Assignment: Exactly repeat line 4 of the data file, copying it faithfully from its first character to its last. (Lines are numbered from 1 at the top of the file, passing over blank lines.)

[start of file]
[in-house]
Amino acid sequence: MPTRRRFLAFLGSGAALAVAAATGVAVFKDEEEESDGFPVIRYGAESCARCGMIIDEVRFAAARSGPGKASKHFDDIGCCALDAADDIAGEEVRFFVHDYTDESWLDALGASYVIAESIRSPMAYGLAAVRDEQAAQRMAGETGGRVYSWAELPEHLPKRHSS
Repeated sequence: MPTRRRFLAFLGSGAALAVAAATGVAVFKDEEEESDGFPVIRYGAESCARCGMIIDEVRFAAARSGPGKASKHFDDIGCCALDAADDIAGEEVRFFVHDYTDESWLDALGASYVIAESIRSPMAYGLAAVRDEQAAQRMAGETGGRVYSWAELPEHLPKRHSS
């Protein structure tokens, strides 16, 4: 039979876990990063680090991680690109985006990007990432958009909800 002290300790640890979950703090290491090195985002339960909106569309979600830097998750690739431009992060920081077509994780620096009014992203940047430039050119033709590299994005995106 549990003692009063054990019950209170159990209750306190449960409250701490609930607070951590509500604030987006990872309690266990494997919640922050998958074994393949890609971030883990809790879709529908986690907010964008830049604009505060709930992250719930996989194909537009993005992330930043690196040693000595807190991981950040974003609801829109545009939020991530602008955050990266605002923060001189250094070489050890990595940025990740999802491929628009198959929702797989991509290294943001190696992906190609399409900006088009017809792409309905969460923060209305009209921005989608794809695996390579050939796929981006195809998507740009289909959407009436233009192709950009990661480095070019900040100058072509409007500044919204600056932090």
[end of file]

């Protein structure tokens, strides 16, 4: 039979876990990063680090991680690109985006990007990432958009909800 002290300790640890979950703090290491090195985002339960909106569309979600830097998750690739431009992060920081077509994780620096009014992203940047430039050119033709590299994005995106 549990003692009063054990019950209170159990209750306190449960409250701490609930607070951590509500604030987006990872309690266990494997919640922050998958074994393949890609971030883990809790879709529908986690907010964008830049604009505060709930992250719930996989194909537009993005992330930043690196040693000595807190991981950040974003609801829109545009939020991530602008955050990266605002923060001189250094070489050890990595940025990740999802491929628009198959929702797989991509290294943001190696992906190609399409900006088009017809792409309905969460923060209305009209921005989608794809695996390579050939796929981006195809998507740009289909959407009436233009192709950009990661480095070019900040100058072509409007500044919204600056932090």